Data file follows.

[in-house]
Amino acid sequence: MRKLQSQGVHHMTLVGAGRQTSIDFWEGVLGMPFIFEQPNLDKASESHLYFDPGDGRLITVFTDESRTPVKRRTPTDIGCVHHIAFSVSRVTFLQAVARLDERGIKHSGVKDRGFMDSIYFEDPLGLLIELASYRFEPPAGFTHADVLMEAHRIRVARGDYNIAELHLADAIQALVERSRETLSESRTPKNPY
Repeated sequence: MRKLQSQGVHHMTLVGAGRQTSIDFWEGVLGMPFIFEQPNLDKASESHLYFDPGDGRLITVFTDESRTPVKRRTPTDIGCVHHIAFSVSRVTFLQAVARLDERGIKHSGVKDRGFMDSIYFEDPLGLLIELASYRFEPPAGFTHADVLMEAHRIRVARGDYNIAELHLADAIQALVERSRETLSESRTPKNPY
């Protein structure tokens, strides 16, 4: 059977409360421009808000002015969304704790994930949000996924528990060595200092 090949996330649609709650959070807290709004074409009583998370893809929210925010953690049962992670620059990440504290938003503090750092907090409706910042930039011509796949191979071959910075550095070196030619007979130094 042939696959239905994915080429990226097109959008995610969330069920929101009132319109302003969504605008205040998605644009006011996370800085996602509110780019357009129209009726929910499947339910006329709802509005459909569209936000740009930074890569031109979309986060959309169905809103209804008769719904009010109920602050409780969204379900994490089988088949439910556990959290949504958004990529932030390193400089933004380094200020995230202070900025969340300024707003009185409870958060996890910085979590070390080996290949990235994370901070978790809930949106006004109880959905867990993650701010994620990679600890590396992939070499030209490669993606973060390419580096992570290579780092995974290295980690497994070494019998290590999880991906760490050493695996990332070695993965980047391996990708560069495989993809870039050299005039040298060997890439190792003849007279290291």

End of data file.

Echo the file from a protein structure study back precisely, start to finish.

[in-house]
Amino acid sequence: MRKLQSQGVHHMTLVGAGRQTSIDFWEGVLGMPFIFEQPNLDKASESHLYFDPGDGRLITVFTDESRTPVKRRTPTDIGCVHHIAFSVSRVTFLQAVARLDERGIKHSGVKDRGFMDSIYFEDPLGLLIELASYRFEPPAGFTHADVLMEAHRIRVARGDYNIAELHLADAIQALVERSRETLSESRTPKNPY
Repeated sequence: MRKLQSQGVHHMTLVGAGRQTSIDFWEGVLGMPFIFEQPNLDKASESHLYFDPGDGRLITVFTDESRTPVKRRTPTDIGCVHHIAFSVSRVTFLQAVARLDERGIKHSGVKDRGFMDSIYFEDPLGLLIELASYRFEPPAGFTHADVLMEAHRIRVARGDYNIAELHLADAIQALVERSRETLSESRTPKNPY
């Protein structure tokens, strides 16, 4: 059977409360421009808000002015969304704790994930949000996924528990060595200092 090949996330649609709650959070807290709004074409009583998370893809929210925010953690049962992670620059990440504290938003503090750092907090409706910042930039011509796949191979071959910075550095070196030619007979130094 042939696959239905994915080429990226097109959008995610969330069920929101009132319109302003969504605008205040998605644009006011996370800085996602509110780019357009129209009726929910499947339910006329709802509005459909569209936000740009930074890569031109979309986060959309169905809103209804008769719904009010109920602050409780969204379900994490089988088949439910556990959290949504958004990529932030390193400089933004380094200020995230202070900025969340300024707003009185409870958060996890910085979590070390080996290949990235994370901070978790809930949106006004109880959905867990993650701010994620990679600890590396992939070499030209490669993606973060390419580096992570290579780092995974290295980690497994070494019998290590999880991906760490050493695996990332070695993965980047391996990708560069495989993809870039050299005039040298060997890439190792003849007279290291």